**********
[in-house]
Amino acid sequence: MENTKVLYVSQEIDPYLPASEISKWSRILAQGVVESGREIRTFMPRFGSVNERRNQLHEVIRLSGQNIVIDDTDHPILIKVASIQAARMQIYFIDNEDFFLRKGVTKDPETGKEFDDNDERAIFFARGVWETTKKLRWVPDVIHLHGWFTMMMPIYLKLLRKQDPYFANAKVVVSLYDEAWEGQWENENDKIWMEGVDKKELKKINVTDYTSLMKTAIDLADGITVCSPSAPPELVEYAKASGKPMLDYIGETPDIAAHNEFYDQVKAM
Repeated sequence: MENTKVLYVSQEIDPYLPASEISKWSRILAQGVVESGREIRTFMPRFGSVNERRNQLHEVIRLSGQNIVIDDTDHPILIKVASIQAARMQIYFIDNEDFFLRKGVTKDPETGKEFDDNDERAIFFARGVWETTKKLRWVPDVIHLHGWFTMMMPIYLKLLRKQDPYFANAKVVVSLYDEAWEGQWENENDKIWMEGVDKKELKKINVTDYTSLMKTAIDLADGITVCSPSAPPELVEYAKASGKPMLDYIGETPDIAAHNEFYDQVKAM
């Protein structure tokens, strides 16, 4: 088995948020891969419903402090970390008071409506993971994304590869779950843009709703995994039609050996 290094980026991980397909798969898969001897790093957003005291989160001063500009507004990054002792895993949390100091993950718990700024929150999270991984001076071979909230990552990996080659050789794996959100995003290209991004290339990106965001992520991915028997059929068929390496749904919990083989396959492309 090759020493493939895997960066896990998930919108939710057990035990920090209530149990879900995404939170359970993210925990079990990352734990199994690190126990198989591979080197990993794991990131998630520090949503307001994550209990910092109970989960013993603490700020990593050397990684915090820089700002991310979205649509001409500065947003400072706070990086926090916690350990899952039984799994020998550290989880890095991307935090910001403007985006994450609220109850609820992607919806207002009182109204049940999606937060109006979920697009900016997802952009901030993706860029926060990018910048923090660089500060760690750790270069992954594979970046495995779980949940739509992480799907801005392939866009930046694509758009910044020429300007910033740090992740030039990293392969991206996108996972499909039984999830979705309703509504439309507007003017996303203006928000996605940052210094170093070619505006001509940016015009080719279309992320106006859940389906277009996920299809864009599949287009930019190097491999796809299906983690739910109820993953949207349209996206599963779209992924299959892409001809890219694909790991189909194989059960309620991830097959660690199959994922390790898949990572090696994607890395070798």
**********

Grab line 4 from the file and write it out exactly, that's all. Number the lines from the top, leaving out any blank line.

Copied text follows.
């Protein structure tokens, strides 16, 4: 088995948020891969419903402090970390008071409506993971994304590869779950843009709703995994039609050996 290094980026991980397909798969898969001897790093957003005291989160001063500009507004990054002792895993949390100091993950718990700024929150999270991984001076071979909230990552990996080659050789794996959100995003290209991004290339990106965001992520991915028997059929068929390496749904919990083989396959492309 090759020493493939895997960066896990998930919108939710057990035990920090209530149990879900995404939170359970993210925990079990990352734990199994690190126990198989591979080197990993794991990131998630520090949503307001994550209990910092109970989960013993603490700020990593050397990684915090820089700002991310979205649509001409500065947003400072706070990086926090916690350990899952039984799994020998550290989880890095991307935090910001403007985006994450609220109850609820992607919806207002009182109204049940999606937060109006979920697009900016997802952009901030993706860029926060990018910048923090660089500060760690750790270069992954594979970046495995779980949940739509992480799907801005392939866009930046694509758009910044020429300007910033740090992740030039990293392969991206996108996972499909039984999830979705309703509504439309507007003017996303203006928000996605940052210094170093070619505006001509940016015009080719279309992320106006859940389906277009996920299809864009599949287009930019190097491999796809299906983690739910109820993953949207349209996206599963779209992924299959892409001809890219694909790991189909194989059960309620991830097959660690199959994922390790898949990572090696994607890395070798």